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What The Heck Are White Hots?

What The Heck Are White Hots?

From one coast to the other, hot dogs are one of those unmistakable American foods that everyone knows and loves. What not everyone knows, however, is that all around the United States, there are local variants of the hot dog. Here in Maine, locals love “Red Snappers” (because they’re red in color and they snap when you bite into them). But in Western New York, it’s the “white hot” that makes an appearance at summer cookouts.

First Things First: What are White Hots?

A hot dog can be many things: pork, beef, chicken, turkey, or a mixture of meats. White hots, however, are made with a mix of pork, beef, and veal. All three meats are both uncured and unsmoked, which is where white hots get their white color from. To give them their unique flavor, manufacturers add a blend of spices that includes mustard and paprika.

The interesting thing about white hots is that they were first made popular because they were the “poor man’s hot dog.” White hots were traditionally made with cheaper cuts of meat and lots of filler, while hot dogs were made from better cuts. The flavorful spices in white hots were meant to give the lesser quality meat a better flavor. Today, that has been flipped on its head — white hots are popular because they are nearly always made with high-quality ingredients, while hot dogs vary in quality between manufacturers.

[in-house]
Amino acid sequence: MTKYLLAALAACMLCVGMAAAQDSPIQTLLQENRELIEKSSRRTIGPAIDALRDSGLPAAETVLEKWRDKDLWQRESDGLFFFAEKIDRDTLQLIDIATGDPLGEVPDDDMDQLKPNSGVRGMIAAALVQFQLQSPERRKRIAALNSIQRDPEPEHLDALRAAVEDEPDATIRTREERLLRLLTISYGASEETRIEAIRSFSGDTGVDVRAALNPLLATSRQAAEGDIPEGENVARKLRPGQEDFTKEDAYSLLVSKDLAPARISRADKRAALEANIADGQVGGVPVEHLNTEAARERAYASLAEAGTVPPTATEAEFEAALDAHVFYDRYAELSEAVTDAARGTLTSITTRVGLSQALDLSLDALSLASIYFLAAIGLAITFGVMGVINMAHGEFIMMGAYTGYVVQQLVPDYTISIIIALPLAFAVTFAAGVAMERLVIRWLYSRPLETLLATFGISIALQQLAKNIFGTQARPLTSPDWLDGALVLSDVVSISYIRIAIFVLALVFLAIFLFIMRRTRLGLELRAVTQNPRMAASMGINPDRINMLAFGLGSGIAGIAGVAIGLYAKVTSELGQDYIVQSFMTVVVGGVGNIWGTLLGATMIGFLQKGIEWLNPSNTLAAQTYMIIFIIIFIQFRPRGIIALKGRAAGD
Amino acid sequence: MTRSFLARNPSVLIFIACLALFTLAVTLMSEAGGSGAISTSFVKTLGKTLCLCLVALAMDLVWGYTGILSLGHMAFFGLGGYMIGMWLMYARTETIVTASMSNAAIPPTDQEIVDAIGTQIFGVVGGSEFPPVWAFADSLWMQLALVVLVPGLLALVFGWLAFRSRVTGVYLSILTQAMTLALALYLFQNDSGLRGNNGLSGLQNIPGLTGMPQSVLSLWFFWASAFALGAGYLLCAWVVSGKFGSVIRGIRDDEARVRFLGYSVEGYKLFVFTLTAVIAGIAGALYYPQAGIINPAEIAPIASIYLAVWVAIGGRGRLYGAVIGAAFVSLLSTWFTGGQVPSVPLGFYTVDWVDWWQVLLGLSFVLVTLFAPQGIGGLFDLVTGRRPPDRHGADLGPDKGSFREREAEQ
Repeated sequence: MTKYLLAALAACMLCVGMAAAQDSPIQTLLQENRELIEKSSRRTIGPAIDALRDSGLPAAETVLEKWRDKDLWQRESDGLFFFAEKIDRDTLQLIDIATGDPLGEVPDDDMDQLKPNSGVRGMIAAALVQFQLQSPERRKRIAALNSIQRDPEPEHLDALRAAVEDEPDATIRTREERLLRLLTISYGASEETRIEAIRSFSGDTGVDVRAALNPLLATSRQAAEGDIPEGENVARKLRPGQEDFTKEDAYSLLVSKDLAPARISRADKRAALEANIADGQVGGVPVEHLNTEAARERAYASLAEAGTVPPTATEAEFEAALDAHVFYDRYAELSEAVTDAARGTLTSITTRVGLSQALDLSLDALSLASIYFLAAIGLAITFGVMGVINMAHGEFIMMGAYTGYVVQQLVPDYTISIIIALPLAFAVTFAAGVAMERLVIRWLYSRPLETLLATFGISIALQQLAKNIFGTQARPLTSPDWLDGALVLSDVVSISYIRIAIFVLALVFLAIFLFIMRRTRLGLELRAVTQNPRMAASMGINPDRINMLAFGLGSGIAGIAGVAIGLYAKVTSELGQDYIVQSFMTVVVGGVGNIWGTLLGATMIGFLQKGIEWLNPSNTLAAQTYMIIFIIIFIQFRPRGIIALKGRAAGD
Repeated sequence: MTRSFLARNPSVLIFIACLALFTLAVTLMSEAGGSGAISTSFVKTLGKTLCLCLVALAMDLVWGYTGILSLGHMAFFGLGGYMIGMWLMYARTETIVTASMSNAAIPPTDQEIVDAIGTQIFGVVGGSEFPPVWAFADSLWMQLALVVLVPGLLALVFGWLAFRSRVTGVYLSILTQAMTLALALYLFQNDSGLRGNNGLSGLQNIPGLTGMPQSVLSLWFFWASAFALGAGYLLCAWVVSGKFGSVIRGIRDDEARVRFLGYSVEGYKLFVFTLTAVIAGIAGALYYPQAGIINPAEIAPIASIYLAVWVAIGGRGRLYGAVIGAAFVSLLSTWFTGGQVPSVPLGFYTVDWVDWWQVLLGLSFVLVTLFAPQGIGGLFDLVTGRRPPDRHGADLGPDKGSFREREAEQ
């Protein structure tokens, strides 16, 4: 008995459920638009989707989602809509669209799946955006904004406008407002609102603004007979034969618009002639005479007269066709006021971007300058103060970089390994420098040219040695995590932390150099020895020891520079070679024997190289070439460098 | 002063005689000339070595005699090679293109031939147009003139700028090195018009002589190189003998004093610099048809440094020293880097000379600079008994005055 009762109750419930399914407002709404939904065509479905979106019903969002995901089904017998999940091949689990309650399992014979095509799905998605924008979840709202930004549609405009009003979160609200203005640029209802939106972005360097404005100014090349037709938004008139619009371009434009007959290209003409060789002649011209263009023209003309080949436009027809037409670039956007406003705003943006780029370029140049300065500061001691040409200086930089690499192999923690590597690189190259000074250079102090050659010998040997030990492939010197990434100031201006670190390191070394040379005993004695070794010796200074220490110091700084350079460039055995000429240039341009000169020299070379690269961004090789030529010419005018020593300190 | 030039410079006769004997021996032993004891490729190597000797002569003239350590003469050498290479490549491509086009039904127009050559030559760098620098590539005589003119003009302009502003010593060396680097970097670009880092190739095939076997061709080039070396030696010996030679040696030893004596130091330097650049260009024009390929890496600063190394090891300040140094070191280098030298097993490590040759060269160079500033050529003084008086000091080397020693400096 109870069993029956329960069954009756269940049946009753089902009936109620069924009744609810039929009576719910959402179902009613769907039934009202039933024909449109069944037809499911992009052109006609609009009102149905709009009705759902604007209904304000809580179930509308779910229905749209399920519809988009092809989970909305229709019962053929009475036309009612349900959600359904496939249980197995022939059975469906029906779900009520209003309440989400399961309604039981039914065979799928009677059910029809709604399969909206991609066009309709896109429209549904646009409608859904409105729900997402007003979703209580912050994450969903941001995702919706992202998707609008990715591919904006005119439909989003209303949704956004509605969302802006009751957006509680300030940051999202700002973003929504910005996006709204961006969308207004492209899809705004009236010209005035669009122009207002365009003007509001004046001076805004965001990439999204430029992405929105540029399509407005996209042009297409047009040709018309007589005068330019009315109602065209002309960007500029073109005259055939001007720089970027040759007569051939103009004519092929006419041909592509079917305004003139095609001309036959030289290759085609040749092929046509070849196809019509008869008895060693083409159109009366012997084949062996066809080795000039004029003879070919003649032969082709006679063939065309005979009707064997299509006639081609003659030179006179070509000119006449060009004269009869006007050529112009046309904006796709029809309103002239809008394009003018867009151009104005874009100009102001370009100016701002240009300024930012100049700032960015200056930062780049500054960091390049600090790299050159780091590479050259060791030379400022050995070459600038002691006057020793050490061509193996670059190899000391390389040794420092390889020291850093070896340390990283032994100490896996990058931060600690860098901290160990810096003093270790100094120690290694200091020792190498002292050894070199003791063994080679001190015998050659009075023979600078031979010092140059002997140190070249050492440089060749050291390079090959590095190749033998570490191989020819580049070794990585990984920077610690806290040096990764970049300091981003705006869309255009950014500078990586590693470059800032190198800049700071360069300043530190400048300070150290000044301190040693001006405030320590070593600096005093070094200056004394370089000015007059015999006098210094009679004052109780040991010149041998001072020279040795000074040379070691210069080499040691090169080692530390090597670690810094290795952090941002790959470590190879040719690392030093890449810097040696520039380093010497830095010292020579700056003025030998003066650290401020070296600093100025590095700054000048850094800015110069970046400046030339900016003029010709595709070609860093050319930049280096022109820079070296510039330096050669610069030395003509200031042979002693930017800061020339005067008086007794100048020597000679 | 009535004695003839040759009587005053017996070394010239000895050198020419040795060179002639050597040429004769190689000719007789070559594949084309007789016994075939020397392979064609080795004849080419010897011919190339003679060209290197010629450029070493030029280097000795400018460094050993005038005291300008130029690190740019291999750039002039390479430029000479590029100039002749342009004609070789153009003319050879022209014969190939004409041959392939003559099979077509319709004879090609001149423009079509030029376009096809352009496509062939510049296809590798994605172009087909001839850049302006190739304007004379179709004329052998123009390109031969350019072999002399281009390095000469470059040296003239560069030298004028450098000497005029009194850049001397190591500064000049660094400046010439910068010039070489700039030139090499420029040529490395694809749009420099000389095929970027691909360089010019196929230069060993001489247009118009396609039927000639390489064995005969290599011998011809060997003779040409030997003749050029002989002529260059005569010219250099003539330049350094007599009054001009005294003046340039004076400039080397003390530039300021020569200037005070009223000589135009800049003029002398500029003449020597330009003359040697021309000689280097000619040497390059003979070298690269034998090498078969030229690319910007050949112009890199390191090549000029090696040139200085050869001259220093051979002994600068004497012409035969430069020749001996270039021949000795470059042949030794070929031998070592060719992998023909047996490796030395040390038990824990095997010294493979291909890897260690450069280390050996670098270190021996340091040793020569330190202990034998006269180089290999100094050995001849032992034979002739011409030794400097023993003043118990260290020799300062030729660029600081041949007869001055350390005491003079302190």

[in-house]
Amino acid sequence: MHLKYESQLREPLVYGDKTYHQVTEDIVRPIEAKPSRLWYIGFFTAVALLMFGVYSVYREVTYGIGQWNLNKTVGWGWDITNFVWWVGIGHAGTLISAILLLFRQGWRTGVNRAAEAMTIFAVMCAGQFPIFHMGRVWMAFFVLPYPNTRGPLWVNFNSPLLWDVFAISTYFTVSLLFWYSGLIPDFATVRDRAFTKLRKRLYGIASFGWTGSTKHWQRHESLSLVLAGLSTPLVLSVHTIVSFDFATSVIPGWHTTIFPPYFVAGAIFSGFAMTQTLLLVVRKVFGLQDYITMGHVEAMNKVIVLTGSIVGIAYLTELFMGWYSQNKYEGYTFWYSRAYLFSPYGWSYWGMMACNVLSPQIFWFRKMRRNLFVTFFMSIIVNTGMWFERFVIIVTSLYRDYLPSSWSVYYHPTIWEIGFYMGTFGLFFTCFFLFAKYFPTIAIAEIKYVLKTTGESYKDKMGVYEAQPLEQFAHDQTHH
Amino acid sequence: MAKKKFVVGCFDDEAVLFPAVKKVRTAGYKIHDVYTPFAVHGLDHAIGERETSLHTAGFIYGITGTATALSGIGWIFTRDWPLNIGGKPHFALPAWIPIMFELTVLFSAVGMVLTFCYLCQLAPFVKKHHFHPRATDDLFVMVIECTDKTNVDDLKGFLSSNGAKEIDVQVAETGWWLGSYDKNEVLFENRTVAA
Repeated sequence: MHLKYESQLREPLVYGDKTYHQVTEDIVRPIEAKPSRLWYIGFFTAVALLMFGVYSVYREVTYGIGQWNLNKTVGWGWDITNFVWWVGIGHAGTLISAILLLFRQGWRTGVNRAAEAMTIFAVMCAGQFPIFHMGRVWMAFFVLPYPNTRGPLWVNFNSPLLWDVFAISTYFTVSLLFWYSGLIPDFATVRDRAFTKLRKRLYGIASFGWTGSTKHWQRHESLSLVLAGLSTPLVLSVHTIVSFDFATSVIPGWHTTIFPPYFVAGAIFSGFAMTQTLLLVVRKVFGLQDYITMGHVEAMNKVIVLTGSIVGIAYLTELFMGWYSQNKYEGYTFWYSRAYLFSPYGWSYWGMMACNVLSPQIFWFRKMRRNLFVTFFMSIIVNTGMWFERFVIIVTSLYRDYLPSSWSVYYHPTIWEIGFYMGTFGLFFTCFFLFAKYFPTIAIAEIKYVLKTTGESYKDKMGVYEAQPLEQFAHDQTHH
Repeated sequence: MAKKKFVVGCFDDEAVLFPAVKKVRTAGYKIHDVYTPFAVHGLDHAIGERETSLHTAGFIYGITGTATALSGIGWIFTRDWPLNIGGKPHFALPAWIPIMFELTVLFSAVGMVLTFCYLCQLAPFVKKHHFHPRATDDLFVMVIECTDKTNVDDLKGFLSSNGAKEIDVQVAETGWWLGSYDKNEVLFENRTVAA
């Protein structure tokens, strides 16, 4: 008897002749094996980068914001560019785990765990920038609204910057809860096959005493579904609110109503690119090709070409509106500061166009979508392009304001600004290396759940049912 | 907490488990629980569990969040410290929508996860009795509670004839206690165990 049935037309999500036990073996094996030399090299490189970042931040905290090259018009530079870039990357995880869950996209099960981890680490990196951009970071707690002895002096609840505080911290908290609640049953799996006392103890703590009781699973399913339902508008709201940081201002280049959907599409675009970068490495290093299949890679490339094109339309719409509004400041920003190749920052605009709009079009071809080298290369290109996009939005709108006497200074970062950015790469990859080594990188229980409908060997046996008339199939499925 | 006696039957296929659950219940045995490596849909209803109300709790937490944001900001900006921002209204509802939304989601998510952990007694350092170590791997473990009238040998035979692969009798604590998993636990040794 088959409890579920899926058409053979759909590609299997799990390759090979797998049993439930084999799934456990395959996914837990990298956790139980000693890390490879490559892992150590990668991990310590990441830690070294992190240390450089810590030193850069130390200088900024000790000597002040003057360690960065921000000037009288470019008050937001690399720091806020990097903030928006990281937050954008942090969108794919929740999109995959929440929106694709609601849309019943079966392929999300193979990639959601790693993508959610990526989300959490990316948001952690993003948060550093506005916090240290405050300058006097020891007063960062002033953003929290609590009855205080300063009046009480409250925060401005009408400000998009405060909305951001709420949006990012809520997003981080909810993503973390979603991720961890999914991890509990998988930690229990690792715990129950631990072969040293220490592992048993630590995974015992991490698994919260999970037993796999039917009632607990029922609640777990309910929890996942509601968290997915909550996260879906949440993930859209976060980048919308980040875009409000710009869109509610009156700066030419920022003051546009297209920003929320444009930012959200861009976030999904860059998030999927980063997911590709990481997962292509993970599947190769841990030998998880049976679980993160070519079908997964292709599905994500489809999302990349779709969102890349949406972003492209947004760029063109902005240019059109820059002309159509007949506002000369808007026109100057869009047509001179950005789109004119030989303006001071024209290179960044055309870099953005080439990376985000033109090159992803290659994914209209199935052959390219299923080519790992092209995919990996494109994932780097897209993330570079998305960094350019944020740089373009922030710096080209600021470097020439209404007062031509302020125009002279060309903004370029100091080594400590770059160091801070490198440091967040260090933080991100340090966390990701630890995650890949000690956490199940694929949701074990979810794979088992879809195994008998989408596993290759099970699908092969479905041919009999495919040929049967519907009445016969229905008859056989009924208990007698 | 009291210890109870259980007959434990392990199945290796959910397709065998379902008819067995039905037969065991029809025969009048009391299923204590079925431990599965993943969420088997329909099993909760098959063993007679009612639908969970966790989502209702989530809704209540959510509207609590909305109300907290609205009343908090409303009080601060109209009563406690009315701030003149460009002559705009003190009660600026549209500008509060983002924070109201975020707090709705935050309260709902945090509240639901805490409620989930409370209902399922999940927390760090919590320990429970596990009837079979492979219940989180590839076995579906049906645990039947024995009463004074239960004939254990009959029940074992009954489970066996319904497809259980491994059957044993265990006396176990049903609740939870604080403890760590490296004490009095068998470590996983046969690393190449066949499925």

White Hot History

The history of white hots goes back nearly a century. These hot dogs were first made in Rochester, New York, by members of the German community. Throughout the past century, white hots have been called by many names, including “snappys” and “white and porkies.”

In 1925, not long after the creation of the first white hot, a company by the name of Zweigle’s started commercially producing white hots. Zweigle’s then began selling these new dogs at Red Wing Stadium, and since then, they’ve become the official hot dog of sports teams including the Rochester Americans and Rhinos and the Buffalo Bills and Sabres.

Today, you can still buy Zweigle’s white hots in New York grocery stores and they’re served at a variety of restaurants in Rochester and other parts of New York. Of course, Zweigle’s also makes traditional hot dogs, too, but they’re called “red hots” after their pinkish-red color.

How to Eat White Hots

Ready to try this delicious dog yourself? The first thing to remember is that white hots are almost always grilled over charcoal — often with a few hickory chips tossed on the fire. In fact, cooks quite often grill the buns for the white hots right alongside the dogs themselves.

At summertime barbecues, hot dogs are usually served plain with mustard and ketchup — and perhaps pickle relish or a bit of onion. White hots, however, are usually smothered in a sauce made with onions, relish, peppers, molasses, vinegar, and more.